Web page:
Weak El Niños and La Niñas Come and Go from NOAA’s Oceanic NINO Index (ONI) with Each SST Dataset Revision

Back in April of this year NOAA added the 2014/15 El Niño to their Oceanic NINO Index (a.k.a. ONI). See the former version of ONI here. Last week, with NOAA’s switch to their new Extended Reconstructed Sea Surface Temperature dataset version 4 (ERSST.v4), the 2014/15 El Niño has now disappeared from their list of “official” El Niño and La Niña events. See the present (ERSST.v4) version of ONI here.

But the 2014/15 El Niño isn’t the only ENSO event to have disappeared from ONI with the change to the new ERSST.v4 dataset.  The 2005/06 La Niña also dropped off ONI, and so did the 1983/84 La Niña.  On the other hand, the 1967/68 La Niña and the 1979/80 El Niño became official ENSO events with the new ERSST.v4 data, where they weren’t qualified with the ERSST.v3b data.

The weaker, short-term El Niño and La Niña events (based on NINO3.4 region surface temperatures) appear and disappear from the NOAA Oceanic NINO Index with each revision and with changes in how anomalies are calculated for ONI.   Tables 1 and 2 include the 5 versions of NOAA’s Oceanic NINO Index that have existed over the past decade or so. (Click on them for larger versions.)  The ERSST.v3b data with the base years of 1971-2000 for anomalies are included on both tables.  The older versions of the Oceanic NINO Index are available through the Wayback Machine archives.

Table 1

Table 1

# # #

Table 2

Table 2

On Table 2, you’ll note that there are two Ocean NINO Indices using the ERSST.v3b data.  The left-hand ONI uses the base years of 1971-2000 for sea surface temperature anomalies, while the middle (and right-hand, ERSST.v4-based) ONI uses multiple climatologies that shift every 5 years.  Yes, that means that NOAA shifts the base years for anomalies every five years for ONI, meaning the anomalies are not referenced to a common base period.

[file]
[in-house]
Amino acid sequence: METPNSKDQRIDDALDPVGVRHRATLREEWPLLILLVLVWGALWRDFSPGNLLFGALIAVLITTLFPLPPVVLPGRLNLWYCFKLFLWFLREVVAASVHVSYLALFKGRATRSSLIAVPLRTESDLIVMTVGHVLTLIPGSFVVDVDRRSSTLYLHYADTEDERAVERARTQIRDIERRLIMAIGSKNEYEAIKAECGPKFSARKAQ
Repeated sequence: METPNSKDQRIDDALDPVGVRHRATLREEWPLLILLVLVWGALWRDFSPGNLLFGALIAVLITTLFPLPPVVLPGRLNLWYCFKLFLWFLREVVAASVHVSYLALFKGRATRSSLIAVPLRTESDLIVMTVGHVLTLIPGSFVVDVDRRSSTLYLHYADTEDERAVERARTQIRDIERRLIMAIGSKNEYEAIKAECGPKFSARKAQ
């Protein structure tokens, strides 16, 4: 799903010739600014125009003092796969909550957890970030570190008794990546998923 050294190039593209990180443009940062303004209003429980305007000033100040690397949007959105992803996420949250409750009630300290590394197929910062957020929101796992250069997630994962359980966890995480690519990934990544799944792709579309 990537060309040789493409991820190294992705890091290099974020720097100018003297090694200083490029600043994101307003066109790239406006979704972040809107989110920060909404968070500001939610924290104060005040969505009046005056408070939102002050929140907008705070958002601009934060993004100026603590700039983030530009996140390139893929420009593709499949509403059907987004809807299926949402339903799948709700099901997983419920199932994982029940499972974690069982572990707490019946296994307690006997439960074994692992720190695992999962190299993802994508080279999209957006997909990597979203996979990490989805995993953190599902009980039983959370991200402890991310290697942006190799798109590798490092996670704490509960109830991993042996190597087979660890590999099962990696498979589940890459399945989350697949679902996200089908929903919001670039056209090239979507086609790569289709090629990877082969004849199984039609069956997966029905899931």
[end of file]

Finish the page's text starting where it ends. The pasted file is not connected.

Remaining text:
NOAA discusses the reasoning behind this in their Description of Changes to Oceanic NINO Index (ONI) webpage, which was revised for the new ERSST.v4 data.  The first two paragraphs there read (my boldface):

Due to a significant warming trend in the Niño-3.4 region since 1950, El Niño and La Niña episodes that are defined by a single fixed 30-year base period (e.g. 1971-2000) are increasingly incorporating longer-term trends that do not reflect interannual ENSO variability. In order to remove this warming trend, CPC is adopting a new strategy to update the base period.

There will be multiple centered 30-year base periods that will be used to define the Oceanic Niño index (as a departure from average or “anomaly”). These 30-year base periods will be used to calculate the anomalies for successive 5-year periods in the historical record…

We discussed the flaw in their assumption that there had been a “significant warming trend in the Niño-3.4 region since 1950” in the June 2012 post Comments on NOAA’s Recent Changes to the Oceanic NINO Index (ONI).  In the real world, the “significant warming trend in the Niño-3.4 region since 1950” was a response to the 1976/77 Pacific Climate Shift, not some anthropogenic warming signal.  So NOAA deleted the effect of the 1976/77 Pacific shift with the change in how they calculate anomalies for ONI.

CLOSING